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Ghana Implementation Report 2017-2019

Funding shortfalls and stalled legislation continue to limit commitment implementation in Ghana. However, passage of the long-awaited Right to Information Act and establishment of the Office of the Special Prosecutor marked important progress in establishing the legal and administrative infrastructure needed to further open government. Moving forward, government and civil society should capitalize on these achievements by ensuring full implementation of the RTI Act and an independent and well-resourced Special Prosecutor.

Table 1. At a glance

Participating since: 2011

Action plan under review: Third

Report type: Implementation

Number of commitments: 8

Action plan development

Is there a multistakeholder forum: Yes

Level of public influence: Consult

Acted contrary to OGP process: No*

Action plan design

Commitments relevant to OGP values: 8 (100%)

Transformative commitments:  0

Potentially starred: 0

Action plan implementation

Starred commitments: 0

Completed commitments: 1

Commitments with Major DIOG:* 0

Commitments with Outstanding DIOG:* 0

Level of public influence: Involve

Acted contrary to OGP process: No

*DIOG: Did it Open Government

The Open Government Partnership (OGP) is a global partnership that brings together government reformers and civil society leaders to create action plans that make governments more inclusive, responsive, and accountable. The Independent Reporting Mechanism (IRM) monitors all action plans to ensure governments follow through on commitments. Ghana joined OGP in 2011. Since, Ghana has implemented three action plans. This report evaluates the implementation of Ghana’s third action plan.

General overview of action plan

The overall level of implementation was moderate. Notably, implementation of Commitment 4 (beneficial ownership transparency) was completed. Yet the IRM assessed the open government impact as “marginal” as it did not create public beneficial ownership information during the implementation period.

Commitments 4 and 6 were substantially completed. The passage of an almost 20-year-old Right to Information Bill was a significant milestone. However, civil society is concerned with the one-year moratorium on its implementation (ending January 2020) to allow the government to prepare an implementation roadmap.

Government and civil society worked together throughout implementation. However, Steering Committee meetings were infrequent and limited to the capital. Moving forward, the Ghanaian OGP Secretariat should prioritize the creation of an OGP repository. This public database of OGP activities, meetings, and commitment progress is an essential transparency tool to quickly educate government and civil society participants who are new to the OGP process.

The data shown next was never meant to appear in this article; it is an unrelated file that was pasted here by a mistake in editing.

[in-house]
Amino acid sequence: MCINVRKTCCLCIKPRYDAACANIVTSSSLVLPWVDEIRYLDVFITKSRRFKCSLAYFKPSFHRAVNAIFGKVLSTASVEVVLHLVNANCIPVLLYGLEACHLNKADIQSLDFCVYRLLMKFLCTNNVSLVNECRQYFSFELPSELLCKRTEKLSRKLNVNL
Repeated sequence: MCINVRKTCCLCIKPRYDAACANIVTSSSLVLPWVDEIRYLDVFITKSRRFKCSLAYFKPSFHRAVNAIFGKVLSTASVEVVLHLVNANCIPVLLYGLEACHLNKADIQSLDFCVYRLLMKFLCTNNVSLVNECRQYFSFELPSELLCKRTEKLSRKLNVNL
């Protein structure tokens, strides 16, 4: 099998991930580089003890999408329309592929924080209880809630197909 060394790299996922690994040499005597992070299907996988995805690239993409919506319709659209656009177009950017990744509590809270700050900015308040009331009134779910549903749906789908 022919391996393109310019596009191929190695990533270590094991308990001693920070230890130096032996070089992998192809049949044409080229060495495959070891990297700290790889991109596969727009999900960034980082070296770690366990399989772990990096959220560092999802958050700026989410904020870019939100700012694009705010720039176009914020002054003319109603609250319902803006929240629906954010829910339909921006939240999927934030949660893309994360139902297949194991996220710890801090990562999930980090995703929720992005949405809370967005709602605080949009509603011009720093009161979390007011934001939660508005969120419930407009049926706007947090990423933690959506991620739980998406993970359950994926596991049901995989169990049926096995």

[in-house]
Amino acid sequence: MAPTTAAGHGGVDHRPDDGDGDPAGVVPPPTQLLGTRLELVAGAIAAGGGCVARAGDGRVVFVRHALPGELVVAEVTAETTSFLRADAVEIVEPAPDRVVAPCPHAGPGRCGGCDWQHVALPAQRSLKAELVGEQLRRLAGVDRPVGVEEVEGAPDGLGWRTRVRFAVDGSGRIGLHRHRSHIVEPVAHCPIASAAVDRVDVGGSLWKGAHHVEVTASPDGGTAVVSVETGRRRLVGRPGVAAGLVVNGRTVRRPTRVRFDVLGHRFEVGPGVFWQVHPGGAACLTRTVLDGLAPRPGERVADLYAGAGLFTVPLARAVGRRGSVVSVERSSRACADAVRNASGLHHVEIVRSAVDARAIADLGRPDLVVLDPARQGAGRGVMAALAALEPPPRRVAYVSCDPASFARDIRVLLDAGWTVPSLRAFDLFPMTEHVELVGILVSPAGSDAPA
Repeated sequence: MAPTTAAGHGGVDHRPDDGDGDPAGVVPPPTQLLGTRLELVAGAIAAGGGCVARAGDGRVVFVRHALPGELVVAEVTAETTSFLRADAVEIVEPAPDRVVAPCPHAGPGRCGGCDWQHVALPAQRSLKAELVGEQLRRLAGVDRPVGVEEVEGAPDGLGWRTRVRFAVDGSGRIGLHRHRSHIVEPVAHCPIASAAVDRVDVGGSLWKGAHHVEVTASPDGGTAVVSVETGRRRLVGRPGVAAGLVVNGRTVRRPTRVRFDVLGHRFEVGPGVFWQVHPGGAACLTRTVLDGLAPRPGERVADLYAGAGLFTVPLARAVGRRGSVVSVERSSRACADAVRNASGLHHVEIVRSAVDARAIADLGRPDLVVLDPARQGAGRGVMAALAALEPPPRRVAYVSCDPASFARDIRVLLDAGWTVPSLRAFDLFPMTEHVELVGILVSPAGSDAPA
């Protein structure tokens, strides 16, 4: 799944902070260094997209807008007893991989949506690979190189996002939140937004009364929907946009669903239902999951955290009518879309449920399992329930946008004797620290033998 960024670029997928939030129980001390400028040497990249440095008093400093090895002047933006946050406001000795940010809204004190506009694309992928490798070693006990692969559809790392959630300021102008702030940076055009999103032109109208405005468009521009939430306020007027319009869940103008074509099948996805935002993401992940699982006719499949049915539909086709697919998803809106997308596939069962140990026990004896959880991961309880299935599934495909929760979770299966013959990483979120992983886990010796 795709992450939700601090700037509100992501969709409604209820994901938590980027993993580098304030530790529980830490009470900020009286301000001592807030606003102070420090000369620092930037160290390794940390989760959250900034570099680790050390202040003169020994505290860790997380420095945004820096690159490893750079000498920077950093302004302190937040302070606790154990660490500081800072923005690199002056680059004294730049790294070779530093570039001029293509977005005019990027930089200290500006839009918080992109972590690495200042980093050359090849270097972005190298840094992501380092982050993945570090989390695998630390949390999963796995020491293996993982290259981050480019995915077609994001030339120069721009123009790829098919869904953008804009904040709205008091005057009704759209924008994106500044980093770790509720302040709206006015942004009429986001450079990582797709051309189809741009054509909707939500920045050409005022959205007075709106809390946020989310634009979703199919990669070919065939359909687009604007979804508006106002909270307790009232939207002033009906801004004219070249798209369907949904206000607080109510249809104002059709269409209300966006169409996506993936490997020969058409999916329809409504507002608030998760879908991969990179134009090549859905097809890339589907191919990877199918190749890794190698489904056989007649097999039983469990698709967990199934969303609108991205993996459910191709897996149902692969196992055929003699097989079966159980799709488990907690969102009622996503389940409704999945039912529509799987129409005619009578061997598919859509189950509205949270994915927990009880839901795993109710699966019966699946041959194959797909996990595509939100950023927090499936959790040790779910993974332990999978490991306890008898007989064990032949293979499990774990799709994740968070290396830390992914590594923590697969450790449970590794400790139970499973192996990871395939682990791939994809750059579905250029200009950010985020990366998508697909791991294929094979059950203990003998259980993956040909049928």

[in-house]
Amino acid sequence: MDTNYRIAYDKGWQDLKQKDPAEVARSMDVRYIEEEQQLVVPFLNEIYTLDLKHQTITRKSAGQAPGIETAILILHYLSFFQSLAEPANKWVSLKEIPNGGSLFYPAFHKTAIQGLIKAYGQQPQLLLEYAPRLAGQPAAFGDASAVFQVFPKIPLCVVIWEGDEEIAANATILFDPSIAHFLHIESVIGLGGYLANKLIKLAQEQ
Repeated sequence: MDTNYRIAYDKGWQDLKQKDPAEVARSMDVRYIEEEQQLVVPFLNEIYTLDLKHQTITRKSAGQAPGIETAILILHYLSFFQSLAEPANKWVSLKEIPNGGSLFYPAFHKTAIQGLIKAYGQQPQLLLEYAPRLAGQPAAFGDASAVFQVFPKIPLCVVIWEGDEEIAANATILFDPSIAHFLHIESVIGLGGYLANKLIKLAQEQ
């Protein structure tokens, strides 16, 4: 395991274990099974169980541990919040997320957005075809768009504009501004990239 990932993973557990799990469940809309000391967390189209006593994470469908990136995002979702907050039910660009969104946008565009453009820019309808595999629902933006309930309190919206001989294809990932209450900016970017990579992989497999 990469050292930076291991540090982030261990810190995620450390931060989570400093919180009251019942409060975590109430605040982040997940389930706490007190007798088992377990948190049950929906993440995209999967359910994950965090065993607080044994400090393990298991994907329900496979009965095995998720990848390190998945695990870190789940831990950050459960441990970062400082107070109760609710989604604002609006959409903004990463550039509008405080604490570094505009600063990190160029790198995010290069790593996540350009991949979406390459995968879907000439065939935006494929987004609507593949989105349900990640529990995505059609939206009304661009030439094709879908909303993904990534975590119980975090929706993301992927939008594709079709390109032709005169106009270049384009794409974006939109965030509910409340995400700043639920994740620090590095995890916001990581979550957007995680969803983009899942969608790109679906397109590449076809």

Table 2. Noteworthy commitments

Commitment description Status at the end of the implementation cycle
Commitment 6: Right to Information


Parliament to pass RTI bill by June 2018; and the Ministry of Information to develop strategies for the implementation of the RTI law by September 2018.

The RTI Act, 2019 (Act 989) finally passed in March 2019. It had stalled for almost 20 years, according to civil society advocates, owing to uncertainty about its implications, a lack of political will and disagreements between the state and civil society over some of the bill’s content. The Media Foundation for West Africa and the RTI Coalition welcomed the passage as a boon for anticorruption and accountability. However, they are concerned about the government moratorium on implementing the law until early 2020 for budgetary reasons. Implementation strategies are unclear.


Five Key IRM Recommendations

The IRM key recommendations are prepared in the IRM design report. They aim to inform the development of the next action plan and guide implementation of the current action plan. In Ghana’s 2017–2019 Design Report, the IRM recommended the following:

Include more detailed information in the design of commitments, on the expected goal or change, and the means to achieve the goal.
Supplement and strengthen commitments on transparency with a broader focus on public accountability and civic participation.
Develop a dedicated OGP website and provide reasoned feedback to citizens on how commitments were selected for the action plan.
Conduct outreach and raise awareness with a wider range of stakeholders across Ghana to encourage better participation in the OGP process.
Support effective implementation of the Right to Information Law through stronger coordination between the Ministry of information, government agencies, and civil society.


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